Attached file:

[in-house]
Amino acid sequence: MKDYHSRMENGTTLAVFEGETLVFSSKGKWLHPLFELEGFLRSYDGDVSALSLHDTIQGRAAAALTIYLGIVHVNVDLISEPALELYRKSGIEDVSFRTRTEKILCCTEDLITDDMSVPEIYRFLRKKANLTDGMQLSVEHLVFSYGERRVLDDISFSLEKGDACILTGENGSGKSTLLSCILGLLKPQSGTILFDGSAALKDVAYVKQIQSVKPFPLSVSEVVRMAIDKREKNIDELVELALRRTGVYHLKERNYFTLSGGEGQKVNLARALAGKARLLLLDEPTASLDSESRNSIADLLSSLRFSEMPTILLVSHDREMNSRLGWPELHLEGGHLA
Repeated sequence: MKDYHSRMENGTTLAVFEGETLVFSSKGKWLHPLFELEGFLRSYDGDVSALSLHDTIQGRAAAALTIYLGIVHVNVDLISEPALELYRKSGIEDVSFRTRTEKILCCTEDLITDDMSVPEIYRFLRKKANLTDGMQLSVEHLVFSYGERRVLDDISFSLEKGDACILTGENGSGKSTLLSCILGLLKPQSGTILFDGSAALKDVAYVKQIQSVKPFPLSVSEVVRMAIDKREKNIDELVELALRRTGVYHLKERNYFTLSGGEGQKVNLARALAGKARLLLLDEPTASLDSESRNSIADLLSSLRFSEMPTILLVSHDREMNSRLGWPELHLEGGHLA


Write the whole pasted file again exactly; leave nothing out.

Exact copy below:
[in-house]
Amino acid sequence: MKDYHSRMENGTTLAVFEGETLVFSSKGKWLHPLFELEGFLRSYDGDVSALSLHDTIQGRAAAALTIYLGIVHVNVDLISEPALELYRKSGIEDVSFRTRTEKILCCTEDLITDDMSVPEIYRFLRKKANLTDGMQLSVEHLVFSYGERRVLDDISFSLEKGDACILTGENGSGKSTLLSCILGLLKPQSGTILFDGSAALKDVAYVKQIQSVKPFPLSVSEVVRMAIDKREKNIDELVELALRRTGVYHLKERNYFTLSGGEGQKVNLARALAGKARLLLLDEPTASLDSESRNSIADLLSSLRFSEMPTILLVSHDREMNSRLGWPELHLEGGHLA
Repeated sequence: MKDYHSRMENGTTLAVFEGETLVFSSKGKWLHPLFELEGFLRSYDGDVSALSLHDTIQGRAAAALTIYLGIVHVNVDLISEPALELYRKSGIEDVSFRTRTEKILCCTEDLITDDMSVPEIYRFLRKKANLTDGMQLSVEHLVFSYGERRVLDDISFSLEKGDACILTGENGSGKSTLLSCILGLLKPQSGTILFDGSAALKDVAYVKQIQSVKPFPLSVSEVVRMAIDKREKNIDELVELALRRTGVYHLKERNYFTLSGGEGQKVNLARALAGKARLLLLDEPTASLDSESRNSIADLLSSLRFSEMPTILLVSHDREMNSRLGWPELHLEGGHLA